Valencia is a charming old city famous for its Fallas Festival in March, for being the birthplace of paella, for hosting the "2007 & 2010 America's Cup", and for the massive architectural project by Santiago Calatrava called The City of Arts and Sciences, an avant-garde and futuristic museum complex.
It is on the Mediterranean Sea approximately four hours to the south of Barcelona and three hours to the east of Madrid. The river Turia ran through the center of the city, but it was redirected a while back and replaced by a beautiful park. This is a very nice place to spend any free time you have in the city on a sunny day.
The city contains a dense monumental heritage (including the Llotja de la Seda (World Heritage Site since 1996) and there are several city beaches, and three major beaches outside of Valencia. Playa de Malvarrosa and Playa e Levante o de la arenas are the most popular city beaches, just north of the port. To get there, take the metro or tram to Eugenia Vines or Arenas station, or take the metro to Maritim Serreria and continue with the tram to Neptu (all on one ticket).
With only one full day to be spent in Valencia, you really ought to get yourself out of bed at a reasonable hour and head into town for some traditional Valencian breakfast. Make your way towards the Mercado Central in the heart of the city and stop in a café along the way for a couple of churros (traditional doughnut-like food) and a coffee or a large glass of blood orange juice. The town of Valencia is miraculously unpopular with tourists. Compared to most other Spanish cities, you will rarely see a tour guide leading a stampede of visitors observing the world around them through a camera lens. The only ones who make it this far away from Granada and Barcelona can typically be found in a queue outside the Oceanogràfic first thing in the morning which is exactly why the best time to go is later on in the day.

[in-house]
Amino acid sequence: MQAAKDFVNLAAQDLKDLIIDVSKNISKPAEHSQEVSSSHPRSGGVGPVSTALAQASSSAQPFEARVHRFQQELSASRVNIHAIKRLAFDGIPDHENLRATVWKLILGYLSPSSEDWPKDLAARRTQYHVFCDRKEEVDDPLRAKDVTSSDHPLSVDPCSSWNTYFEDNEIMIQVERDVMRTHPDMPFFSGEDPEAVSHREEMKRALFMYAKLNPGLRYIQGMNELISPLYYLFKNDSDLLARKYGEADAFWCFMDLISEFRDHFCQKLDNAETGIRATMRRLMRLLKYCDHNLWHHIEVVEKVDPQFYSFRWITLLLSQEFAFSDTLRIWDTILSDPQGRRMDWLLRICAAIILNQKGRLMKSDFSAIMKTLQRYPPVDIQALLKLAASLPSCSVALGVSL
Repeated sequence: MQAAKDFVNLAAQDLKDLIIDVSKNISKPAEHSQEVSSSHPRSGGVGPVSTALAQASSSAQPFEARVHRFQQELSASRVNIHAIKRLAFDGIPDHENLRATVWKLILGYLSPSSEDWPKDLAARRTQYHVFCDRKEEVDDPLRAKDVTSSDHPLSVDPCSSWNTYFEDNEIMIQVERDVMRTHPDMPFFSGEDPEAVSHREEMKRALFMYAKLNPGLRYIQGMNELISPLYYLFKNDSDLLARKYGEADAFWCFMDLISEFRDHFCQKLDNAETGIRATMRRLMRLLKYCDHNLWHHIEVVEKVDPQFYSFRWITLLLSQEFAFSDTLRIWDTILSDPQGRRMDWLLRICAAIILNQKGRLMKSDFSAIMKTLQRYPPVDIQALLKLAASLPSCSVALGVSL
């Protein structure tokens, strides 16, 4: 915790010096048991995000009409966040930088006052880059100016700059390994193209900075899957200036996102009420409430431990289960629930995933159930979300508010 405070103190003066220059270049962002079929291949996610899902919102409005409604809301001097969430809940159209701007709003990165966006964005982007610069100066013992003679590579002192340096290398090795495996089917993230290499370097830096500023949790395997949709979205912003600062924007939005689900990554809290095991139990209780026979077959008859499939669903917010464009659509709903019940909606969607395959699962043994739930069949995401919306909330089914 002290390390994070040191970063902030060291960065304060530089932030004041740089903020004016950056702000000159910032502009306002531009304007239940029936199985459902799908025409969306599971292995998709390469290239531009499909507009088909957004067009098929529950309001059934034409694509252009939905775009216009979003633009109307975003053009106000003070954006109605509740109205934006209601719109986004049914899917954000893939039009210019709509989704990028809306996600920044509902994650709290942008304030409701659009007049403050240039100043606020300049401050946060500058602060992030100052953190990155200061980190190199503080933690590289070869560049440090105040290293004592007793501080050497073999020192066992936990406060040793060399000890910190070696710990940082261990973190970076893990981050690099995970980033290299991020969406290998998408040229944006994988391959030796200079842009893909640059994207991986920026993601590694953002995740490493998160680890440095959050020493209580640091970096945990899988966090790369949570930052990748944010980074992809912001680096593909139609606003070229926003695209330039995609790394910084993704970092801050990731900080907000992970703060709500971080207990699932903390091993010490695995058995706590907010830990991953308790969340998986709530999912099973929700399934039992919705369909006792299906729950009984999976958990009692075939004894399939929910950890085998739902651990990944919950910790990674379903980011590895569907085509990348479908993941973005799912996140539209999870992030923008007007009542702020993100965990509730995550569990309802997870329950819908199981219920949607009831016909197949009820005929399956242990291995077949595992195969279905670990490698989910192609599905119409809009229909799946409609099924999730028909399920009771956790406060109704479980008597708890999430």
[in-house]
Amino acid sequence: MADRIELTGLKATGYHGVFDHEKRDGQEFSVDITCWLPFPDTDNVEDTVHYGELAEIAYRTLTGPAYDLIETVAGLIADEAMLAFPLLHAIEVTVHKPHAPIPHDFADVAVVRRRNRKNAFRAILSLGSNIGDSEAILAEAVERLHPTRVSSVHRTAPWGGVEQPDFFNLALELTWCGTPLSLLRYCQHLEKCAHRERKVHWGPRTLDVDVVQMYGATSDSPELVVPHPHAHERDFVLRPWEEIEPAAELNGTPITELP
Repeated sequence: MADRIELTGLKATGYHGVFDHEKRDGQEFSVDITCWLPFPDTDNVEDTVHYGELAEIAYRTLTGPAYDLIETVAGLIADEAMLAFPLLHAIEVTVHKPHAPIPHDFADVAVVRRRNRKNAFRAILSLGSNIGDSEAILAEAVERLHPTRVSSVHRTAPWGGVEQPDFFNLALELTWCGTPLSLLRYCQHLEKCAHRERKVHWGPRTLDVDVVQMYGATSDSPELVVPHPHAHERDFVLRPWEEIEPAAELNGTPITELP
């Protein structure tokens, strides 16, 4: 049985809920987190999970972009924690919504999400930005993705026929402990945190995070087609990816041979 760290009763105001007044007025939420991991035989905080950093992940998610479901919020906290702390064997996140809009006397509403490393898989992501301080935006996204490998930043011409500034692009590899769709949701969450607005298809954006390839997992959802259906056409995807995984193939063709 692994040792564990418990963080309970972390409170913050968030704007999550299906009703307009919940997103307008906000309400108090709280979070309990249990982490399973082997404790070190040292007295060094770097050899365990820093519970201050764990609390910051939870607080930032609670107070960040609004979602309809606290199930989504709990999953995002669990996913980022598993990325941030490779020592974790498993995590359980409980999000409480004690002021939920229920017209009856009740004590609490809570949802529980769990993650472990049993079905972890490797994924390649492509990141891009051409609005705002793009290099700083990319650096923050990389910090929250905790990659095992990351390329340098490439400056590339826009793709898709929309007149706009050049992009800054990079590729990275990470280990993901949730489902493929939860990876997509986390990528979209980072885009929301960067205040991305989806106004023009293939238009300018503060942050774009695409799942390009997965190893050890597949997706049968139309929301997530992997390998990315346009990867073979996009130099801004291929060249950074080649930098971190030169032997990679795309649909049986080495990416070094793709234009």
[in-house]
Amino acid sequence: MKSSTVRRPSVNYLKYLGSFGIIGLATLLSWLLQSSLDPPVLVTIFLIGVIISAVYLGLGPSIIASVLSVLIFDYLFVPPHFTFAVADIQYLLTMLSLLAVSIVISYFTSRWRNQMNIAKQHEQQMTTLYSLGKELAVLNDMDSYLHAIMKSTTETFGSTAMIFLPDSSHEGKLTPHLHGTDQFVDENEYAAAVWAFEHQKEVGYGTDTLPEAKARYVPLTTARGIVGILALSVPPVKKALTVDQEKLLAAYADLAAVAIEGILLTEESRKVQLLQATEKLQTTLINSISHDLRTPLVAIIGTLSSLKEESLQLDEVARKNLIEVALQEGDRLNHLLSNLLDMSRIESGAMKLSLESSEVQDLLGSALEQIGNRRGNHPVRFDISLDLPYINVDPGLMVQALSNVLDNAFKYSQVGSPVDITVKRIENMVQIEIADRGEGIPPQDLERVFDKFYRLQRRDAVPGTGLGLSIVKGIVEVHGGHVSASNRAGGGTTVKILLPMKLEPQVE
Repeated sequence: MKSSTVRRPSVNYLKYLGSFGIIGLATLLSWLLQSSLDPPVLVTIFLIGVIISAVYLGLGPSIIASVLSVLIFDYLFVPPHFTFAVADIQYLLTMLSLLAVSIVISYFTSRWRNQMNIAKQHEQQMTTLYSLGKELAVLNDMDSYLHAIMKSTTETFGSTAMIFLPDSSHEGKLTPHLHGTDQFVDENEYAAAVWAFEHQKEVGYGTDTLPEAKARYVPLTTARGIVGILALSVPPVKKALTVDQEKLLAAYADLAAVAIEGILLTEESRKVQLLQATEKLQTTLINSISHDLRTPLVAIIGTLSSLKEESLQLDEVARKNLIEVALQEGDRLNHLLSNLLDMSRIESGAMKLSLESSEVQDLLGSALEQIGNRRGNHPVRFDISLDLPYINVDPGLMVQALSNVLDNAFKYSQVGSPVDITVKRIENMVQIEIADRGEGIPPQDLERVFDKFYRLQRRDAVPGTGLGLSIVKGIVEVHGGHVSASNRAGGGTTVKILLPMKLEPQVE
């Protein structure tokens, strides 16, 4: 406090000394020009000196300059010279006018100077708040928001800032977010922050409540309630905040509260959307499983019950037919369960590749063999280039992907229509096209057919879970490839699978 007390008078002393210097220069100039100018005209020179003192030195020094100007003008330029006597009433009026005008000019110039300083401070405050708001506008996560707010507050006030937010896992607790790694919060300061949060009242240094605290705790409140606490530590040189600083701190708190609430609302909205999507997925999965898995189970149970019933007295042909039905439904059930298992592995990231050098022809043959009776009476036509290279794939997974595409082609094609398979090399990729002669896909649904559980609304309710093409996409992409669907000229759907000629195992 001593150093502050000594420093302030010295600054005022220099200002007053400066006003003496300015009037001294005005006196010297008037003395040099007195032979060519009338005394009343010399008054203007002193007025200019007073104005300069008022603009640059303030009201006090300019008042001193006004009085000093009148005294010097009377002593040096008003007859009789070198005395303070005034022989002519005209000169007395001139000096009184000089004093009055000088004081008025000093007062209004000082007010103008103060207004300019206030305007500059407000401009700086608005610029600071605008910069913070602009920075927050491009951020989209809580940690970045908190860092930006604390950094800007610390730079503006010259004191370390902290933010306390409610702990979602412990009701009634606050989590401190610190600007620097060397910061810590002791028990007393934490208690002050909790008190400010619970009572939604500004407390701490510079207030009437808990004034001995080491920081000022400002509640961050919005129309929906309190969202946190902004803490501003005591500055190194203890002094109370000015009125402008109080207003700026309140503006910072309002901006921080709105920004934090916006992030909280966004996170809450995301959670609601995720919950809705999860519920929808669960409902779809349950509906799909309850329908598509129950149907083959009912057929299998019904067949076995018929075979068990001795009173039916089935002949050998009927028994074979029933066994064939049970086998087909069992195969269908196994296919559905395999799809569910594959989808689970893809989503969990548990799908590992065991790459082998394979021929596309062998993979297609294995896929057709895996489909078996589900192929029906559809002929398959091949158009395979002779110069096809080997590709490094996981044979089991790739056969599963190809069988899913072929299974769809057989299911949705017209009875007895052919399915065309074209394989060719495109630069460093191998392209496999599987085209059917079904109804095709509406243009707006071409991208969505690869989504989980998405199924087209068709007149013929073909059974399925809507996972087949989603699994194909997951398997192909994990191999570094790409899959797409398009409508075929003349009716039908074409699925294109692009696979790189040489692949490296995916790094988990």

The drive to Valencia is a fairly long one and the main road is a toll road which will take you there in around 3 and a half hours. If you want to stop for lunch along the way, your best bet is to stop in Tarragona soon after you get to the coast on your way south. The majority of other towns along the route are fairly uninteresting with a score of high-rise hotels lining the shore and a distinct lack of restaurants and views. Tarragona, however, is an ancient city rich in history in culture. A decent range of restaurants in the town centre will offer plenty of choice before jumping back on the AP-7 on your way to Valencia. As you arrive in Valencia, you will notice that the city’s Old Town is strikingly different to the rest of the city that has built up around it. The city centre is confined by a river to the west and a long green park that also used to be a riverbed before the river was diverted in the fifties. As with most Spanish cities, vast numbers of affordable underground car parks are provided, so find one near your hotel and dump the car for two days as you won't be needing it for getting around.